First record of invasive green algae Caulerpa racemosa var. cylindracea in Oran Bay (Western Algeria).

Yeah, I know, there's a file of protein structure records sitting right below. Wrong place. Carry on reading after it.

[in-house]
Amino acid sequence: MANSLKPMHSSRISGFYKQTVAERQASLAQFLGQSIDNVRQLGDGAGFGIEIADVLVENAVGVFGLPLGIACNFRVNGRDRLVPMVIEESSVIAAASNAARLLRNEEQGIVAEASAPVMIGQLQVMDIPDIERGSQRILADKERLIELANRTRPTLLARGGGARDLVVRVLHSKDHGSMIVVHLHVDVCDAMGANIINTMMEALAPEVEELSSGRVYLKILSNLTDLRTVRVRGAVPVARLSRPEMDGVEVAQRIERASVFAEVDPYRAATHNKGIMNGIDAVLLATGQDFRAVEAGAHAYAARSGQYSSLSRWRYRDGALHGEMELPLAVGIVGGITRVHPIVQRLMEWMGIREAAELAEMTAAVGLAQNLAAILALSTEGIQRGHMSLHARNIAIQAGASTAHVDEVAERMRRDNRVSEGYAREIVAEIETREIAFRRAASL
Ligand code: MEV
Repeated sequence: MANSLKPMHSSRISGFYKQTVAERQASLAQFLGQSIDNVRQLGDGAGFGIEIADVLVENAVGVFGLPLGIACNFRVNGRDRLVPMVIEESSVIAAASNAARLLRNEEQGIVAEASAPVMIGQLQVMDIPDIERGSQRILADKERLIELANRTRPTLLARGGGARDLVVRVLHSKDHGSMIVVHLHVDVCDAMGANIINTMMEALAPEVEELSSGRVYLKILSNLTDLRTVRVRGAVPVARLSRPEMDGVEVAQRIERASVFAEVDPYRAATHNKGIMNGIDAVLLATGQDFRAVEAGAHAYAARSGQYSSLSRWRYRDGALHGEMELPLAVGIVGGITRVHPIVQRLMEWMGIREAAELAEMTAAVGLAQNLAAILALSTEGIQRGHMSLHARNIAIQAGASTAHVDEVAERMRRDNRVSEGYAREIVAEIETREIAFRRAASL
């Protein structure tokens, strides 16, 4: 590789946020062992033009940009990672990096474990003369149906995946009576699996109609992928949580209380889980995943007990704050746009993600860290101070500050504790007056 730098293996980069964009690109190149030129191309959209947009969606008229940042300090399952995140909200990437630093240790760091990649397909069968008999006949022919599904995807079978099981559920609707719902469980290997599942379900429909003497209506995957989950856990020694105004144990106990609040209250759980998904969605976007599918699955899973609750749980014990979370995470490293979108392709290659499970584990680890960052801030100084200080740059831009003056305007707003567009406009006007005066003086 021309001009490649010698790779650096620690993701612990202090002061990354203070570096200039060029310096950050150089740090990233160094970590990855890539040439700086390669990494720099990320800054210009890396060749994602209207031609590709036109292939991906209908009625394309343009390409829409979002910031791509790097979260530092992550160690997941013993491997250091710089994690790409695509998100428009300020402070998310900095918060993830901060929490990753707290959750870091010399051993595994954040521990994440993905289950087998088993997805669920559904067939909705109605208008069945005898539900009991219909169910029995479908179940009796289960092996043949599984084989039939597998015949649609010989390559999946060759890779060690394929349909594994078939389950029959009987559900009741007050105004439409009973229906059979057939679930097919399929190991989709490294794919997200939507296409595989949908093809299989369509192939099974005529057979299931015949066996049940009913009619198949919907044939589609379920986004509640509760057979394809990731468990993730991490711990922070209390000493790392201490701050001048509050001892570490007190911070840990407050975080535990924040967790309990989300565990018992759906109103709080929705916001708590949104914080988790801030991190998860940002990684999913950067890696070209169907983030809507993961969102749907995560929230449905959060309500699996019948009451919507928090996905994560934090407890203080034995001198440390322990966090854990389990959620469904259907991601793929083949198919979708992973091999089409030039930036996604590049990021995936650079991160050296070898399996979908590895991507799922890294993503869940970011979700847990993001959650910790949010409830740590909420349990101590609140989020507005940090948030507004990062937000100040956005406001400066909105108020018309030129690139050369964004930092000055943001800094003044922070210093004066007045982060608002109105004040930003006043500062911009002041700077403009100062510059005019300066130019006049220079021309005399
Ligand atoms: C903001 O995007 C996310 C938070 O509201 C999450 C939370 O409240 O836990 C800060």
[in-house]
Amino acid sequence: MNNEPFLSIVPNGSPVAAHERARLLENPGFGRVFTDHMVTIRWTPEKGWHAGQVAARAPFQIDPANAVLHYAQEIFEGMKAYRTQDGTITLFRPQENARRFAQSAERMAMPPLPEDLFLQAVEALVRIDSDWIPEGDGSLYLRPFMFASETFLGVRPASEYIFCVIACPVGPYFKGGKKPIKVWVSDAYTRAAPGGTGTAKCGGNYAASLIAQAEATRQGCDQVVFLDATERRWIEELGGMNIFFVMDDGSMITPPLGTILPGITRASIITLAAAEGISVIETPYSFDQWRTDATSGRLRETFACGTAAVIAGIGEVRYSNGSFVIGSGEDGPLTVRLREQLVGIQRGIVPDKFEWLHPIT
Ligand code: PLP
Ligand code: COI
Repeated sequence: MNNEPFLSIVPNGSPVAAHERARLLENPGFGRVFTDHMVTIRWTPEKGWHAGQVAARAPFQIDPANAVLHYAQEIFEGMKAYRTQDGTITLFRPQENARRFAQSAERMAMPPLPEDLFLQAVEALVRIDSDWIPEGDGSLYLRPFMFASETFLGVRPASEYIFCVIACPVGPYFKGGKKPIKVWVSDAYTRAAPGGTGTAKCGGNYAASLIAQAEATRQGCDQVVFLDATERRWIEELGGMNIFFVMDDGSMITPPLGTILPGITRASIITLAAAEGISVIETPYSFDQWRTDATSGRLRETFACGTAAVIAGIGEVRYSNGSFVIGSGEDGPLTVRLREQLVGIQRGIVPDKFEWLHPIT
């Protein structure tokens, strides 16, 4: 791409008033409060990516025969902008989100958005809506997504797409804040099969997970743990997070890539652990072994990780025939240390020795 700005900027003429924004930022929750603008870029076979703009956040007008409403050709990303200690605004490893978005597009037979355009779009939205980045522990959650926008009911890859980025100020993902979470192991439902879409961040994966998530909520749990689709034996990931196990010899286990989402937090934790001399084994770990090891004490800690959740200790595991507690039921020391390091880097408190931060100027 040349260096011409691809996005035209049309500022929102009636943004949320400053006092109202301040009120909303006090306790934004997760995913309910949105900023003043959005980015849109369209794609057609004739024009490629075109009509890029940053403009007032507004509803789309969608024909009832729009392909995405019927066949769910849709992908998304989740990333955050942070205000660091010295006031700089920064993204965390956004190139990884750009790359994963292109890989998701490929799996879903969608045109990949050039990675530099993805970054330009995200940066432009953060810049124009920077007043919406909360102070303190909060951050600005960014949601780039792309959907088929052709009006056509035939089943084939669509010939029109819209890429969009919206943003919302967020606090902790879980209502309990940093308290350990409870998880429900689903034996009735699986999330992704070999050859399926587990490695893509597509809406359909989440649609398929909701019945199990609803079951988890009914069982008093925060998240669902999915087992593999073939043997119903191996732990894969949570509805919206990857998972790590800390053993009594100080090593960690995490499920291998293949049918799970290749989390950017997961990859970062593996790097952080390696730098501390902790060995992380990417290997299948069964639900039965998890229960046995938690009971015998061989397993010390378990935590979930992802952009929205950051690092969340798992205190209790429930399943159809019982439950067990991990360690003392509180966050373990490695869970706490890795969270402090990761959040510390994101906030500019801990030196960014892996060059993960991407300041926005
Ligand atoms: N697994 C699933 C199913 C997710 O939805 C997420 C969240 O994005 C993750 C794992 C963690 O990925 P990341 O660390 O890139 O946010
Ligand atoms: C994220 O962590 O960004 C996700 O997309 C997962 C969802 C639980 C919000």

Caulerpa racemosa var. cylindracea (hereafter Caulerpa cylindracea) was first reported in the Mediterranean Sea in 1926 1 in Tunisian waters and then in Tripoli harbor in Libya, in 1990. In late 90s it invaded the southern shore of Europe. In Algeria, this invasive species was reported for the first time in 20072, five years after it appeared about 450 km from the first site in the eastern part of the Oranian littoral. This situation required widespread monitoring of this invasive species all along 124 km of the coastline. More than 10 stations were patrolled and monitored since then, studied by scuba diving between the surface and 30 m depth. The observations devoted to the distribution of Caulerpa cylindracea in Oran showed that specimens presented the same appearance with irregularly entangled branched stolons attached to the substrate by colorless rhizoids from which the name of the variety cylindracea was derived. Chronologically, the invasion direction seems to move from the bottom to the surface with an orientation from east to west, in the Oranian coastline. In situ observations confirmed high propagation speed of Caulerpe in the Oranian coastline where invasions were signaled in several stations. The seaweed was observed for the first time in late 2011 and early 2012 (pers.obs) in Arzew Gulf (Cap Carbon) at the extreme east of the littoral, where the first fronds were noticed. Then it extended geographically to the center of the coastline, in Kristel, early 2013. In 2014, it was observed in Ain Turc and Cap Falcon. In 2015, it was observed in the western shoreline near Bousfer beach and in 2016 it reached the "Plane" island (Paloma). This alien species was encountered at depths ranging from a few centimeters in microcuvettes up to 37 m, on various substrates (hard, sandy, muddy) between marine phanerogams rhizomes and, also between the lower mid-littoral and infra-littorals superior algae, with Posidonia oceanica herbarium. The study suggested a strong need for scientific monitoring and management program, using optimized methodslike biological control or manual eradication for controlling the invasion.